As the alderman is heading up a process that allegedly seeks community input for the best use of the building, we need assurance he will work with the broader community -and Ald. Leslie Hairston (5th) – to discuss what is best for all of Hyde Park and not just the schools he cherry picks.

Joy Clendenning
Debra Hass
Hannah Hayes
Elizabeth Herring
Stacza Lipinski
Victoria Long

Taste of Hyde Park has another successful year

To the Editor:

The Hyde Park Transitional Housing Project’s major annual fundraising event, the Taste of Hyde Park, held earlier this month, was again a success, raising slightly more than $10,000 after expenses. More than 100 members and friends of HPTHP enjoyed the opportunity to sample food from 17 area restaurants and other food and drink establishments, while socializing and being soothed by the wonderful piano artistry of Willie Pickens. There was also the opportunity to bid on 60 silent auction items, mainly personal services, gift certificates and tickets donated by local businesses. Attendees are had the opportunity to view the premier of a video about the organization’s work. The event, held on April 5, was hosted by Church of St. Paul and the Redeemer.

We appreciate the support of our corporate sponsors Rockefeller Memorial Chapel, Hyde Park Bank and the United Church of Hyde Park.
The food sampled by those attending was marked as to which restaurant or other establishment had donated the particular food, foods or drink. The contributing establishments included, in alphabetical order: Bar Louie, Cedars, Cholie’s Pizza, DeRice, Hyde Park Café, Hyde Park Produce, Kimbark Beverage, Maravilla’s, Medici, Norman’s Bistro, Rajun Cajun, Salonica, Seven Ten Lanes, Siam, Snail, The Sit Down Café and Uncle Joe’s Jerk Chicken. Please try to patronize some of our contributing restaurants and other food and drink establishments during the balance of 2014.

Along with the great food and music, the Taste of Hyde Park included a silent auction, where those attending could bid on tickets to events, gift certificates, services, and donated items. We thank all those who donated items that were included in the silent auction and also those who found things of value to them and outbid any other interested bidders.

Thanks are also due to the members of the HPTHP Board who contributed their energies to make this event a success and to the numerous other volunteers who helped make this event go smoothly.

Allan J. Lindrup
HPTHP Trustee for Fundraising and Chair
Taste of Hyde Park

Canter site could help Kenwood

To the Editor:

No one likes school closures. Make no mistake, they are disruptive, and that has certainly been the case in Hyde Park. Many Hyde Park and Kenwood residents, parents and elected officials opposed the closure of Miriam G. Canter Elementary School last year. In spite of ardent community opposition, the Chicago Board of Education phased out the school.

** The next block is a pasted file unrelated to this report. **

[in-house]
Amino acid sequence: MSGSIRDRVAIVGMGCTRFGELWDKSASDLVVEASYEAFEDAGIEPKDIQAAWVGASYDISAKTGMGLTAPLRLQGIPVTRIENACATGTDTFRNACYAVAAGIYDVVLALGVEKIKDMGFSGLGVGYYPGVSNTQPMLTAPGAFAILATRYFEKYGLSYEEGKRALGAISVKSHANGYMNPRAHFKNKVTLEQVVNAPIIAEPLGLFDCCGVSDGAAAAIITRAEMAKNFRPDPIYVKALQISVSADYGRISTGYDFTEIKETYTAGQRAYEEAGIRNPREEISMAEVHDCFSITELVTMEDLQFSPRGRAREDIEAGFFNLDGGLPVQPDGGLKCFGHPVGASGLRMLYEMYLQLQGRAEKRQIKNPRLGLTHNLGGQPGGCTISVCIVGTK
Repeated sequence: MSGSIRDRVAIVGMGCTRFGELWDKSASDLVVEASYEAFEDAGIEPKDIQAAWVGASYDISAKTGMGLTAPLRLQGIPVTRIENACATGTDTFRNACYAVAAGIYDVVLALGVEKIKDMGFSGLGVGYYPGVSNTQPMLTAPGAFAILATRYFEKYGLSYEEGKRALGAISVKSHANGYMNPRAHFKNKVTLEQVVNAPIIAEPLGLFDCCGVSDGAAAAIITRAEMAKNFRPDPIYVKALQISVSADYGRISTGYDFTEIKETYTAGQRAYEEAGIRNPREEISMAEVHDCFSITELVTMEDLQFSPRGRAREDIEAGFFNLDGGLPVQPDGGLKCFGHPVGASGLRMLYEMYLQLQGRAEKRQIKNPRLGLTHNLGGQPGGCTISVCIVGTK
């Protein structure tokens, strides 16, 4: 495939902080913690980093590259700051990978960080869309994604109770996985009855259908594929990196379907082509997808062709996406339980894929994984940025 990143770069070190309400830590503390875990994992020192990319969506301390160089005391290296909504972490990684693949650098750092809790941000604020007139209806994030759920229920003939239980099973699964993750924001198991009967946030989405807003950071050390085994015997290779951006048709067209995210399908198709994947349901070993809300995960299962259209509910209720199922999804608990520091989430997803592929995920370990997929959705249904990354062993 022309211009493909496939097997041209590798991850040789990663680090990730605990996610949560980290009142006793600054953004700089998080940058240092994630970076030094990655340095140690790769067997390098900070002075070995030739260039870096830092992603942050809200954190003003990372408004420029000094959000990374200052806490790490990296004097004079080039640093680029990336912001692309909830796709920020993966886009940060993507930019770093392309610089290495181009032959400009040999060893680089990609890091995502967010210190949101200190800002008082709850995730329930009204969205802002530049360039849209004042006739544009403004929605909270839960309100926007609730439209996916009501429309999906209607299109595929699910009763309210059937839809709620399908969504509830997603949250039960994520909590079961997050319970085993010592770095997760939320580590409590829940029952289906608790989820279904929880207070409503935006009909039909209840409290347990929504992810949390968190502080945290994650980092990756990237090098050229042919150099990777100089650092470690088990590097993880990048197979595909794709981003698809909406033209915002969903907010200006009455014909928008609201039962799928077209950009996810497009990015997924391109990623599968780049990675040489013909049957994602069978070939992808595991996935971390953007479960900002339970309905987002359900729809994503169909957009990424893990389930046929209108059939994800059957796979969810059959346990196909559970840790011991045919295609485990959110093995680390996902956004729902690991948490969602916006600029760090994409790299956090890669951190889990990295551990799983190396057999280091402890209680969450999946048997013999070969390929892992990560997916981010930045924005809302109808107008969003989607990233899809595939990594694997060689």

We now face the question about what to do with the Canter building. I believe the solution is to relocate the Kenwood Academy Academic Center to Canter. Currently the Academic Center has 264 students enrolled and Canter’s ideal capacity is 390 students. Moving the Academic Center to Canter will give the Academic Center room to grow, while freeing up space for Kenwood to grow, as well.

In the upcoming weeks I will be working closely with parents, community organizations and Kenwood Academy to put together a plan for this relocation.

I’m looking forward to a productive, meaningful collaboration so we can reach an outcome that best serves the futures of our community’s students.

Ald. Will Burns (4th)

Permit parking plans disappointing

To the Editor:

I was disappointed to read the April 2 story outlining plans for permit parking in the 5th Ward. All this will do is push the problem to the next block. This is not a solution that serves the community. Ever drive to North Side neighborhoods where permit parking is ubiquitous? Ubiquitously annoying, frustrating and curse-worthy. The streets are public, which I thought meant they are open to all, not a few. It’s bad enough that the meters are everywhere. This is not the answer to urban parking problems. Living in the city, you know there are parking issues. It’s like complaining about the noise when you move to a house next to O’Hare.

I know how near and dear to many folks’ hearts this idea is, but I see it as a wrong step for Hyde Park.

Judy Jakush

MAC demolition shows wantonness

To the Editor:

One of the reactions of long-time Hyde Parkers to Susan Davis’ valuable and obviously timely series on “Lost Hyde Park” must be one of both sadness and outrage, not just for the historic structures we lost but also for the goods and services we no longer have and so far, in the current “urban removal” process, are not getting back.